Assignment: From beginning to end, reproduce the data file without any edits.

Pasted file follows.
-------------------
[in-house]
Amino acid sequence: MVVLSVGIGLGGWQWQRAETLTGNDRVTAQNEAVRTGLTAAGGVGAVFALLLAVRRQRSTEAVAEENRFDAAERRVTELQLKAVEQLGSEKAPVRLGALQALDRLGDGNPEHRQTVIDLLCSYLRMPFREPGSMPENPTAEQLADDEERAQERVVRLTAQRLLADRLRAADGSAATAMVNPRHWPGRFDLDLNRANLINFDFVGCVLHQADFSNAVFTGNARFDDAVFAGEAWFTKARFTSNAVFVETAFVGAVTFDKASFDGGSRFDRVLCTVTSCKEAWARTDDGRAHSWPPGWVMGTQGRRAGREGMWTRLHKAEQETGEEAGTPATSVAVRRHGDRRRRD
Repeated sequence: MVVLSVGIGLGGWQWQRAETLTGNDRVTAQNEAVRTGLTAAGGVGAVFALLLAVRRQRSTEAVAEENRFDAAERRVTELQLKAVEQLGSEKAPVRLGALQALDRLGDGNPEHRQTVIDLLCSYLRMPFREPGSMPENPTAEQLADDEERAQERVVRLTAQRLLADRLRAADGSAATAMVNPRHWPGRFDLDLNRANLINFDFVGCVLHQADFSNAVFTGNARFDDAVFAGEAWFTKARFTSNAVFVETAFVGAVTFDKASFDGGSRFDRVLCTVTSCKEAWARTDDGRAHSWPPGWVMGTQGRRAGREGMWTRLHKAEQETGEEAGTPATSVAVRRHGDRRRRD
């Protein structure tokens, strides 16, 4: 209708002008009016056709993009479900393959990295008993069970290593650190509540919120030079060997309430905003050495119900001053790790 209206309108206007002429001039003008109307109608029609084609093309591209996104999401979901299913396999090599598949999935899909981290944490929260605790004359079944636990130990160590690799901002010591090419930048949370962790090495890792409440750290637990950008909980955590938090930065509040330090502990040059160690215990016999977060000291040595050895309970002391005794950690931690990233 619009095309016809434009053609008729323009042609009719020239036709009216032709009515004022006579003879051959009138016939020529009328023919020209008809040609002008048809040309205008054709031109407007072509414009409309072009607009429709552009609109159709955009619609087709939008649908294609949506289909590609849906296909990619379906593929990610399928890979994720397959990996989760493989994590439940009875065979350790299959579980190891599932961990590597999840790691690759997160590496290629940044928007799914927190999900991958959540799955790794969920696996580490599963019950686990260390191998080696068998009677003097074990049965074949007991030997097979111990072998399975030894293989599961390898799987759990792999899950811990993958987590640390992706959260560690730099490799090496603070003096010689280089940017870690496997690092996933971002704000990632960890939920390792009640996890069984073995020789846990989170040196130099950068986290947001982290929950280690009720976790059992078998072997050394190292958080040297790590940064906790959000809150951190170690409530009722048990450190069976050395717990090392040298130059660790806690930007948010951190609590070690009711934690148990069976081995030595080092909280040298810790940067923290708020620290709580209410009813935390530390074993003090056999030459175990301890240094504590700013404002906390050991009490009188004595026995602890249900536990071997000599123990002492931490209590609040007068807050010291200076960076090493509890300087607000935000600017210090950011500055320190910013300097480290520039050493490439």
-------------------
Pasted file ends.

[in-house]
Amino acid sequence: MVVLSVGIGLGGWQWQRAETLTGNDRVTAQNEAVRTGLTAAGGVGAVFALLLAVRRQRSTEAVAEENRFDAAERRVTELQLKAVEQLGSEKAPVRLGALQALDRLGDGNPEHRQTVIDLLCSYLRMPFREPGSMPENPTAEQLADDEERAQERVVRLTAQRLLADRLRAADGSAATAMVNPRHWPGRFDLDLNRANLINFDFVGCVLHQADFSNAVFTGNARFDDAVFAGEAWFTKARFTSNAVFVETAFVGAVTFDKASFDGGSRFDRVLCTVTSCKEAWARTDDGRAHSWPPGWVMGTQGRRAGREGMWTRLHKAEQETGEEAGTPATSVAVRRHGDRRRRD
Repeated sequence: MVVLSVGIGLGGWQWQRAETLTGNDRVTAQNEAVRTGLTAAGGVGAVFALLLAVRRQRSTEAVAEENRFDAAERRVTELQLKAVEQLGSEKAPVRLGALQALDRLGDGNPEHRQTVIDLLCSYLRMPFREPGSMPENPTAEQLADDEERAQERVVRLTAQRLLADRLRAADGSAATAMVNPRHWPGRFDLDLNRANLINFDFVGCVLHQADFSNAVFTGNARFDDAVFAGEAWFTKARFTSNAVFVETAFVGAVTFDKASFDGGSRFDRVLCTVTSCKEAWARTDDGRAHSWPPGWVMGTQGRRAGREGMWTRLHKAEQETGEEAGTPATSVAVRRHGDRRRRD
């Protein structure tokens, strides 16, 4: 209708002008009016056709993009479900393959990295008993069970290593650190509540919120030079060997309430905003050495119900001053790790 209206309108206007002429001039003008109307109608029609084609093309591209996104999401979901299913396999090599598949999935899909981290944490929260605790004359079944636990130990160590690799901002010591090419930048949370962790090495890792409440750290637990950008909980955590938090930065509040330090502990040059160690215990016999977060000291040595050895309970002391005794950690931690990233 619009095309016809434009053609008729323009042609009719020239036709009216032709009515004022006579003879051959009138016939020529009328023919020209008809040609002008048809040309205008054709031109407007072509414009409309072009607009429709552009609109159709955009619609087709939008649908294609949506289909590609849906296909990619379906593929990610399928890979994720397959990996989760493989994590439940009875065979350790299959579980190891599932961990590597999840790691690759997160590496290629940044928007799914927190999900991958959540799955790794969920696996580490599963019950686990260390191998080696068998009677003097074990049965074949007991030997097979111990072998399975030894293989599961390898799987759990792999899950811990993958987590640390992706959260560690730099490799090496603070003096010689280089940017870690496997690092996933971002704000990632960890939920390792009640996890069984073995020789846990989170040196130099950068986290947001982290929950280690009720976790059992078998072997050394190292958080040297790590940064906790959000809150951190170690409530009722048990450190069976050395717990090392040298130059660790806690930007948010951190609590070690009711934690148990069976081995030595080092909280040298810790940067923290708020620290709580209410009813935390530390074993003090056999030459175990301890240094504590700013404002906390050991009490009188004595026995602890249900536990071997000599123990002492931490209590609040007068807050010291200076960076090493509890300087607000935000600017210090950011500055320190910013300097480290520039050493490439």